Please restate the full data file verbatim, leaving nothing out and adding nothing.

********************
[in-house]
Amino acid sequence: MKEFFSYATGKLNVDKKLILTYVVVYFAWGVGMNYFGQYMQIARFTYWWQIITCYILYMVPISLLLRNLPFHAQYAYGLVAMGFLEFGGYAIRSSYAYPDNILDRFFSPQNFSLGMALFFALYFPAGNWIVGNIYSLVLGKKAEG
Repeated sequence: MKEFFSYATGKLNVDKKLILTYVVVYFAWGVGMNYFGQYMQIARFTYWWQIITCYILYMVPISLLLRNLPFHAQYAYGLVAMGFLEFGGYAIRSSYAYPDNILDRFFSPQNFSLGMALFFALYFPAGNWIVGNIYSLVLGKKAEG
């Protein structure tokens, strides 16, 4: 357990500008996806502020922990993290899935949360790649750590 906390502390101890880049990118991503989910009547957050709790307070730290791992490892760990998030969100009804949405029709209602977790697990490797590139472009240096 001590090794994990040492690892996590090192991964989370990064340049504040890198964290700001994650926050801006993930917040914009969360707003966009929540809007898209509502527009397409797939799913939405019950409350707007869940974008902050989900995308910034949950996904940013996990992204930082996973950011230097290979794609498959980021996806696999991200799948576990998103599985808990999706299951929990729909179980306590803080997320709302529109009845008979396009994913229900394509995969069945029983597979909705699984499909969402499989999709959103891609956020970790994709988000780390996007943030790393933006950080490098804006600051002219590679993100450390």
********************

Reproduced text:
[in-house]
Amino acid sequence: MKEFFSYATGKLNVDKKLILTYVVVYFAWGVGMNYFGQYMQIARFTYWWQIITCYILYMVPISLLLRNLPFHAQYAYGLVAMGFLEFGGYAIRSSYAYPDNILDRFFSPQNFSLGMALFFALYFPAGNWIVGNIYSLVLGKKAEG
Repeated sequence: MKEFFSYATGKLNVDKKLILTYVVVYFAWGVGMNYFGQYMQIARFTYWWQIITCYILYMVPISLLLRNLPFHAQYAYGLVAMGFLEFGGYAIRSSYAYPDNILDRFFSPQNFSLGMALFFALYFPAGNWIVGNIYSLVLGKKAEG
């Protein structure tokens, strides 16, 4: 357990500008996806502020922990993290899935949360790649750590 906390502390101890880049990118991503989910009547957050709790307070730290791992490892760990998030969100009804949405029709209602977790697990490797590139472009240096 001590090794994990040492690892996590090192991964989370990064340049504040890198964290700001994650926050801006993930917040914009969360707003966009929540809007898209509502527009397409797939799913939405019950409350707007869940974008902050989900995308910034949950996904940013996990992204930082996973950011230097290979794609498959980021996806696999991200799948576990998103599985808990999706299951929990729909179980306590803080997320709302529109009845008979396009994913229900394509995969069945029983597979909705699984499909969402499989999709959103891609956020970790994709988000780390996007943030790393933006950080490098804006600051002219590679993100450390």